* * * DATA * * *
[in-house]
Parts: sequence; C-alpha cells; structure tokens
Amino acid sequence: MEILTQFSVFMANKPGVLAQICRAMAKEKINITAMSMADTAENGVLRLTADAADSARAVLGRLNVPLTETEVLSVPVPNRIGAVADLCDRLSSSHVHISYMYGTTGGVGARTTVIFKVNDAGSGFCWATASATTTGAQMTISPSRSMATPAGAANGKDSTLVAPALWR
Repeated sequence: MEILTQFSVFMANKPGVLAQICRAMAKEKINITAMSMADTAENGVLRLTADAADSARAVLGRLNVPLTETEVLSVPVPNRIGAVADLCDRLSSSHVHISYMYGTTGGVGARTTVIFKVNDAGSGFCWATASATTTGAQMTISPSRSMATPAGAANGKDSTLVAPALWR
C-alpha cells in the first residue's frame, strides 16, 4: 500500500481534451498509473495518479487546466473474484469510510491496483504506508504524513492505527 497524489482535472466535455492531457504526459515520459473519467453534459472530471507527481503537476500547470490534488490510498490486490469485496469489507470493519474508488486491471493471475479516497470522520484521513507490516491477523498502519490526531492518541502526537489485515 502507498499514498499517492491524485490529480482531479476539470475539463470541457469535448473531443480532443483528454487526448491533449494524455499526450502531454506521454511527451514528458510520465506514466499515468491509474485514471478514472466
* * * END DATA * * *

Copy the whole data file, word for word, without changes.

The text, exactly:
[in-house]
Parts: sequence; C-alpha cells; structure tokens
Amino acid sequence: MEILTQFSVFMANKPGVLAQICRAMAKEKINITAMSMADTAENGVLRLTADAADSARAVLGRLNVPLTETEVLSVPVPNRIGAVADLCDRLSSSHVHISYMYGTTGGVGARTTVIFKVNDAGSGFCWATASATTTGAQMTISPSRSMATPAGAANGKDSTLVAPALWR
Repeated sequence: MEILTQFSVFMANKPGVLAQICRAMAKEKINITAMSMADTAENGVLRLTADAADSARAVLGRLNVPLTETEVLSVPVPNRIGAVADLCDRLSSSHVHISYMYGTTGGVGARTTVIFKVNDAGSGFCWATASATTTGAQMTISPSRSMATPAGAANGKDSTLVAPALWR
C-alpha cells in the first residue's frame, strides 16, 4: 500500500481534451498509473495518479487546466473474484469510510491496483504506508504524513492505527 497524489482535472466535455492531457504526459515520459473519467453534459472530471507527481503537476500547470490534488490510498490486490469485496469489507470493519474508488486491471493471475479516497470522520484521513507490516491477523498502519490526531492518541502526537489485515 502507498499514498499517492491524485490529480482531479476539470475539463470541457469535448473531443480532443483528454487526448491533449494524455499526450502531454506521454511527451514528458510520465506514466499515468491509474485514471478514472466